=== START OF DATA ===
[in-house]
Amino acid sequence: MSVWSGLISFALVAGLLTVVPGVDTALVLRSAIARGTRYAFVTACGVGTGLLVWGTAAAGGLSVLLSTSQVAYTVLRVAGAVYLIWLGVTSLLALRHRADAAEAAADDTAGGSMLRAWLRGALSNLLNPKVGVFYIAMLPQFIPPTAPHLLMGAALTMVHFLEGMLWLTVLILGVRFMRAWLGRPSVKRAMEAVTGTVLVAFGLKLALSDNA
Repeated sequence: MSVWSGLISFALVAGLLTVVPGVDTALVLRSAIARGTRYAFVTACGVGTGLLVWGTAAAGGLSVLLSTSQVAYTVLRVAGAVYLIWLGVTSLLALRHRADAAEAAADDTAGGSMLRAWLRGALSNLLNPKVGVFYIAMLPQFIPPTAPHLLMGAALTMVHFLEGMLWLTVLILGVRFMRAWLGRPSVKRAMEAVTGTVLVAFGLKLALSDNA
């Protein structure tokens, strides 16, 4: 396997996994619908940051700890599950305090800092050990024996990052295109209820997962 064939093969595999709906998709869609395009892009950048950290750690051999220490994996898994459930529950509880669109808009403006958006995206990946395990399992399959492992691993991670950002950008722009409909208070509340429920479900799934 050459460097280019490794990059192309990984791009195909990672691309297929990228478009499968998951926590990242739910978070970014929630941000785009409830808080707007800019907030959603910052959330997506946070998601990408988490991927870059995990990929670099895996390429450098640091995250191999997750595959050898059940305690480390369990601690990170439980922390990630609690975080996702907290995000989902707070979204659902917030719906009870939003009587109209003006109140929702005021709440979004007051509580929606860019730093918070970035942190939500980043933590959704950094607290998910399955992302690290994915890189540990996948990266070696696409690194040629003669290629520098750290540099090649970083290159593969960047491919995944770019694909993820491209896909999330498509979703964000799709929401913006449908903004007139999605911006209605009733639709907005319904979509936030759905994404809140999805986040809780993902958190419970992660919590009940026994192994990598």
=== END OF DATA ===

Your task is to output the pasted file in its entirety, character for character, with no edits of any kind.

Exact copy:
[in-house]
Amino acid sequence: MSVWSGLISFALVAGLLTVVPGVDTALVLRSAIARGTRYAFVTACGVGTGLLVWGTAAAGGLSVLLSTSQVAYTVLRVAGAVYLIWLGVTSLLALRHRADAAEAAADDTAGGSMLRAWLRGALSNLLNPKVGVFYIAMLPQFIPPTAPHLLMGAALTMVHFLEGMLWLTVLILGVRFMRAWLGRPSVKRAMEAVTGTVLVAFGLKLALSDNA
Repeated sequence: MSVWSGLISFALVAGLLTVVPGVDTALVLRSAIARGTRYAFVTACGVGTGLLVWGTAAAGGLSVLLSTSQVAYTVLRVAGAVYLIWLGVTSLLALRHRADAAEAAADDTAGGSMLRAWLRGALSNLLNPKVGVFYIAMLPQFIPPTAPHLLMGAALTMVHFLEGMLWLTVLILGVRFMRAWLGRPSVKRAMEAVTGTVLVAFGLKLALSDNA
């Protein structure tokens, strides 16, 4: 396997996994619908940051700890599950305090800092050990024996990052295109209820997962 064939093969595999709906998709869609395009892009950048950290750690051999220490994996898994459930529950509880669109808009403006958006995206990946395990399992399959492992691993991670950002950008722009409909208070509340429920479900799934 050459460097280019490794990059192309990984791009195909990672691309297929990228478009499968998951926590990242739910978070970014929630941000785009409830808080707007800019907030959603910052959330997506946070998601990408988490991927870059995990990929670099895996390429450098640091995250191999997750595959050898059940305690480390369990601690990170439980922390990630609690975080996702907290995000989902707070979204659902917030719906009870939003009587109209003006109140929702005021709440979004007051509580929606860019730093918070970035942190939500980043933590959704950094607290998910399955992302690290994915890189540990996948990266070696696409690194040629003669290629520098750290540099090649970083290159593969960047491919995944770019694909993820491209896909999330498509979703964000799709929401913006449908903004007139999605911006209605009733639709907005319904979509936030759905994404809140999805986040809780993902958190419970992660919590009940026994192994990598």